For purposes of workers’ comp benefits, just what constitutes an injury “arising out of and in the course of employment”? A court recently issued an interesting interpretation of that phrase.
Terry Henry worked at Precision Apparatus, a company that builds ambulances and fire trucks.
Each morning before his shift, he’d arrive early to arrange his tools and prep for the workday.
The company also allowed employees to work on their personal vehicles before work, at lunch and after hours.
One morning, Henry arrived early for his usual routine. He hadn’t filled in his time card yet.
A co-worker pulled his personal vehicle into a garage bay to fix a flat tire. Henry heard someone say the vehicle was going to roll off the jack, so he went outside to get a rock to keep the truck from moving.
When he went outside he tripped and broke his leg.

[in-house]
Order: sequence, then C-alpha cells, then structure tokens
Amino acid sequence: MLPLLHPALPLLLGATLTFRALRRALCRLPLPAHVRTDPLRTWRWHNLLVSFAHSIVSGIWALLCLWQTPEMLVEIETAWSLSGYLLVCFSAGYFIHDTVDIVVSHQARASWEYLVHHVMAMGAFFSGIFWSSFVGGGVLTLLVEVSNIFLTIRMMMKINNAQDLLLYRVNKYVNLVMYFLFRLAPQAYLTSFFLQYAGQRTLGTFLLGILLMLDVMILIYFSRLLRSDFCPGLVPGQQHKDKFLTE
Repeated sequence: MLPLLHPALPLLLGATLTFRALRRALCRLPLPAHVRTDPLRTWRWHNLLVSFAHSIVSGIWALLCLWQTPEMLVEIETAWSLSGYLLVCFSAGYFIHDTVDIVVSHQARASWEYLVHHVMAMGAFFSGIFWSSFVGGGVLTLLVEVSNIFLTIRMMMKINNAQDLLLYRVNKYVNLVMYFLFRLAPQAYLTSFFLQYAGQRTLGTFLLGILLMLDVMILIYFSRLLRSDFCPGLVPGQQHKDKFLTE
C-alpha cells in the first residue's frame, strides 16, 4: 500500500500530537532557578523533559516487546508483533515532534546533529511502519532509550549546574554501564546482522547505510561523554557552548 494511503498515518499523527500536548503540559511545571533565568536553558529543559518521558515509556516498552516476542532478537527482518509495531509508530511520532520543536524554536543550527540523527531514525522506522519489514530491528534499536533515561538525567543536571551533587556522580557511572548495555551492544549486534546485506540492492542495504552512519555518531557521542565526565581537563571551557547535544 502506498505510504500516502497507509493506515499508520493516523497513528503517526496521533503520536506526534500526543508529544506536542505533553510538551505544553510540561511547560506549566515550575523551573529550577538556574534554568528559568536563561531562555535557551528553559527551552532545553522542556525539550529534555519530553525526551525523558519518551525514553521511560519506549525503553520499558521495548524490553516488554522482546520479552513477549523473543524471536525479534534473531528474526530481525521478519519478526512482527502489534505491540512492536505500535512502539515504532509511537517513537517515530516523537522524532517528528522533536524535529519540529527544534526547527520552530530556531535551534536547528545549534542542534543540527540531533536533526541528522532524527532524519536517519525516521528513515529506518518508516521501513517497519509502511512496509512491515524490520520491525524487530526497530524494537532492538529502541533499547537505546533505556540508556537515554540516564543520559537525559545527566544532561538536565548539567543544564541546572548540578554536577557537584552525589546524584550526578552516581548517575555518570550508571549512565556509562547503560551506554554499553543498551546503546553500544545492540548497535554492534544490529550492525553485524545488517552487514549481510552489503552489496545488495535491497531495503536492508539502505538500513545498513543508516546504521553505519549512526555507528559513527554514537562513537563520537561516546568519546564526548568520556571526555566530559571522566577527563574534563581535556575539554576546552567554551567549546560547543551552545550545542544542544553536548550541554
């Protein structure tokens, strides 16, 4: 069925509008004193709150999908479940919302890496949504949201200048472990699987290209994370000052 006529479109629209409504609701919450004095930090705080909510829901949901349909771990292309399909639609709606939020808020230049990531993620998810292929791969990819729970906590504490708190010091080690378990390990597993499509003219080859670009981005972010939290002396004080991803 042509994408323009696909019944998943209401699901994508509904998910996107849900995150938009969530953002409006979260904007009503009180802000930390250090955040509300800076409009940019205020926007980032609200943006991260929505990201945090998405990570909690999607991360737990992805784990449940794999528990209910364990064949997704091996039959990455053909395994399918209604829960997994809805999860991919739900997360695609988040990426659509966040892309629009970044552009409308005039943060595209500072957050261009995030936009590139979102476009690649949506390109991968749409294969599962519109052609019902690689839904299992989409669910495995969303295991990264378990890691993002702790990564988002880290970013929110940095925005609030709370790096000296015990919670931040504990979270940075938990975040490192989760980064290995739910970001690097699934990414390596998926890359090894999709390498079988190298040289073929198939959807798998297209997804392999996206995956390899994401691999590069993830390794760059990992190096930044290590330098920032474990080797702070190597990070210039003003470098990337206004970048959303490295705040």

He applied for workers’ comp benefits. The Missouri Labor and Industrial Relations Commission said the injury didn’t occur in the course of work and rejected his claim. Henry appealed.
The Missouri Court of Appeals upheld the Commission’s decision. It said helping a co-worker didn’t qualify as work.
However, the court also wrote in its opinion, that some injuries at work before an employee clocks in are eligible for workers’ comp benefits.
“The Commission could have found that [Henry] was working for the employer when he was arranging his tools and at his workbench if the injury had occurred at that time. Had the Commission found a compensable injury occurred at his workbench, but prior to [the start of his shift], we would accept the Commission’s factual determination.”
Bottom line: This state accepts the idea that if an employee is injured “off the clock” while performing tasks in the workplace that benefit the employer, that worker may be eligible for workers’ comp benefits.
What do you think about the decision regarding Henry and the court’s statement on when workers’ comp benefits kick in? Let us know in the Comments Box below.
Cite: Henry v. Precision Apparatus, Missouri Court of Appeals, No. 29772, 2/16/10.